The opinion of the court was delivered by: ROSENBERG
The matter now before me is on a motion for summary judgment filed by the plaintiff, Ray Marshall, Secretary of Labor, under the Federal Coal Mine Health and Safety Act of 1969, 30 U.S.C. § 801 et seq. (hereinafter called the "Act"). The plaintiff seeks to enjoin the defendants, William R. Kraynak, Thomas Kraynak, George Robert Kraynak, and Richard Kraynak, a partnership, trading and doing business as Kraynak Coal Company, No. 3 Mine, from allowing Federal Inspectors, agents of the plaintiff, to inspect the Kraynak coal mine.
The defendants resist the action of the plaintiff on the basis that (1) the mine is totally owned and worked by them, four brothers, as owners, and accordingly no employees are "involved" as contemplated by the Act, and (2) the coal mined by them is totally sold and consumed within the State of Pennsylvania, intrastate, and does not involve interstate commerce.
Based upon the record, pretrial discovery matter, and the affidavit and admission of the defendants in their recital of the facts in their brief, the facts are not in dispute.
The mine in question, known as No. 3 Mine, is located in Wilgus, Indiana County, Pennsylvania and is owned and operated entirely by four brothers, the defendants herein. No other personnel have worked for the defendants from a period of at least seven years and this situation is expected to continue.
On April 27, 1977, pursuant to § 103 of the Act, 30 U.S.C. § 813
authorized representatives of the plaintiff went to the mine to conduct an inspection. By the use of four dogs the defendants prevented the inspectors from leaving their vehicle, and they left. The inspectors returned later that day and succeeded in meeting with Thomas Kraynak, one of the defendants. Again the inspectors were refused admittance. The defendants admit that in 1977 they produced 12,524 tons of coal, 9,000 tons of which came from Mine No. 3, the mine in question, and that during that same period, the defendants delivered to Penntech Papers, Inc., a total of 10,268 tons amounting to over 80% Of the defendants' total production. Penntech is a paper processing corporation actively engaged in interstate commerce and depends upon commerce with facilities in other states for its supplies of raw materials. Upon completion of the paper producing process, the various products are sold throughout the country with only approximately 5% Remaining within the state.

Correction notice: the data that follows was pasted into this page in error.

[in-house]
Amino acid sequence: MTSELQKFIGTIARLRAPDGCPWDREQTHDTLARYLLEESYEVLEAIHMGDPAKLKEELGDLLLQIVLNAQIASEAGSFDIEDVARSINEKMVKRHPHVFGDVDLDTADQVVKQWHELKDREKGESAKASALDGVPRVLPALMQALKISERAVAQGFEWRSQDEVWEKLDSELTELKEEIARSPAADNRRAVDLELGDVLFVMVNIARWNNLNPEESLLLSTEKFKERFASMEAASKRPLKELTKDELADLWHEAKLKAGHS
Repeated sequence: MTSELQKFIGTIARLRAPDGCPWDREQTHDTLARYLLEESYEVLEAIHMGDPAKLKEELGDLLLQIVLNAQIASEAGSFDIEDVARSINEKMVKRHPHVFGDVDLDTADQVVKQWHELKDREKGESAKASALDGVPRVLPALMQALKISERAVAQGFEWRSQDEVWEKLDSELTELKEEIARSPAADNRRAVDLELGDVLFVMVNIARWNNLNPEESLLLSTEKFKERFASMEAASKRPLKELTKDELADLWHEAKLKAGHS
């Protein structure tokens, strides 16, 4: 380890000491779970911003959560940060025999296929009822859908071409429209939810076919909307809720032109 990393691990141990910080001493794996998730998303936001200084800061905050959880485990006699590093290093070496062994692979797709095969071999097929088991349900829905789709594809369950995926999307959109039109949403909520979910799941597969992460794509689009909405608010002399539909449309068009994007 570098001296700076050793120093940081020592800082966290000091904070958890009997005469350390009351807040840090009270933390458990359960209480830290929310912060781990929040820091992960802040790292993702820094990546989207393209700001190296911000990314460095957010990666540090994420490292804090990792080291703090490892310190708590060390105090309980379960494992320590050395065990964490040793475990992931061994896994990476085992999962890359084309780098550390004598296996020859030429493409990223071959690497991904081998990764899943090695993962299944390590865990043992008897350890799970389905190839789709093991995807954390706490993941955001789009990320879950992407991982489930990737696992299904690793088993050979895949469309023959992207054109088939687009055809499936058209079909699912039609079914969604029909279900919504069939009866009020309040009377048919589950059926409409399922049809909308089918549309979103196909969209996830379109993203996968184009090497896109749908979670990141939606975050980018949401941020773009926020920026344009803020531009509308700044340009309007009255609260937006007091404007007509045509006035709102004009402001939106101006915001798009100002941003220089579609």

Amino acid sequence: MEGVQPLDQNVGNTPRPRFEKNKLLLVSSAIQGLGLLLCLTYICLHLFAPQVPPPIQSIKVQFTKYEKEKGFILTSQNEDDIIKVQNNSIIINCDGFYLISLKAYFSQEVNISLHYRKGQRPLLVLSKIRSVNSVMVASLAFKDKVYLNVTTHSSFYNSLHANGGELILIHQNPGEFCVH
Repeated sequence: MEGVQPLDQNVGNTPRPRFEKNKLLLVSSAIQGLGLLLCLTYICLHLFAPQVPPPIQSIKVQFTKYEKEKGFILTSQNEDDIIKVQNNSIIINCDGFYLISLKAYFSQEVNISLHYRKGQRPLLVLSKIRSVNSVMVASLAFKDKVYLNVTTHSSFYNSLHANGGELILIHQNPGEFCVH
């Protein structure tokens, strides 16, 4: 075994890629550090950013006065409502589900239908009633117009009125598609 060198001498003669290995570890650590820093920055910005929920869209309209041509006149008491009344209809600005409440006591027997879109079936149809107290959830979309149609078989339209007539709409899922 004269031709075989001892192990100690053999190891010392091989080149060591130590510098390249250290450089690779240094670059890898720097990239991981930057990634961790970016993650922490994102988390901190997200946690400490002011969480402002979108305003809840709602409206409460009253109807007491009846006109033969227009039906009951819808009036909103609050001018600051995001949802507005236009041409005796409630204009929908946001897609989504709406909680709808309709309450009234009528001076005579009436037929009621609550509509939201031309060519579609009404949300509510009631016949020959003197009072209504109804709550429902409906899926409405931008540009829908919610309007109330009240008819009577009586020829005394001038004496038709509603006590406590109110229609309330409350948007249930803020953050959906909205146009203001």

The first question raised by the defendants is that under the holding of Morton v. Bloom, 373 F. Supp. 797 (D.C.Pa.1973), an owner-operated mine, which produces only a minimal amount of coal, sells its product wholly within the state, and does not employ any miners, is not subject to the provisions of the Act. In the Bloom case, Supra, a single man owned and operated his mine and sold the coal entirely intrastate. The court decided the issue solely on the producer's effect on interstate commerce, which it held to be minimal. No specific reference was made as to whether owner-operated mines are excluded from the Act. The question of interstate commerce, however, was considered and held not to apply.
The legislative history of the Act clearly indicates that Congress did not intend to create a special class of mines exempt from its coverage. The framers were concerned specifically with the Nation's attitude permeating the coal industry that mining was a hazardous occupation. Despite the hazardous nature, the Human Resources Committee was determined that these hazards be substantially reduced or eliminated. 3 U.S.Code Cong. & Admin.News 1977, p. 3403. To this effect, the Committee announced that it was essential that there be a common regulatory program for all operators and equal protection under the law for all miners. Id. at p. 3413.
By requesting support for differentiation between owner-operated mines from non-owner mines where employees labor, the defendants seek to place a value on an owner-operator's life as far below that of a miner in any employer-employee setting. The fact that one is part owner of an enterprise does not, in and of itself, give a court leave to allow such an owner the right to expose himself to unnecessary harm where Congress has otherwise directed. When a court sees fit to include within the Act an independent contractor involved in the sinking of shafts and excavating tunnels in a coal mine, as was done in Bituminous Coal Operators' Ass'n v. Secretary of Interior, 547 F.2d 240, C.A. 4, 1977, it is unlikely that an owner who also mines his own coal would be placed in a separate class.
The intent of Congress is unambiguous that operators working as miners are included in the Act.
Section 802(d) states, " "operator' means any owner, lessee, or other persons who operates, controls, or supervises a coal or other mine or any independent contractor performing services or construction at such mine;"
Section 802(g) states, " "miner' means any individual working in a coal or other mine;"
Accordingly, I find no difficulty, whatsoever, in holding that coal mine operators, particularly those who are at the same time miners, are included in the Act.
The second question raised by the defendants is that since they sold coal only intrastate to Penntech Paper Co. and that it was within the State, the Act does not include them. The undisputed fact here is that the defendants sold 9,000 tons of the coal mined at No. 3 Mine to Penntech and that Penntech used it with ...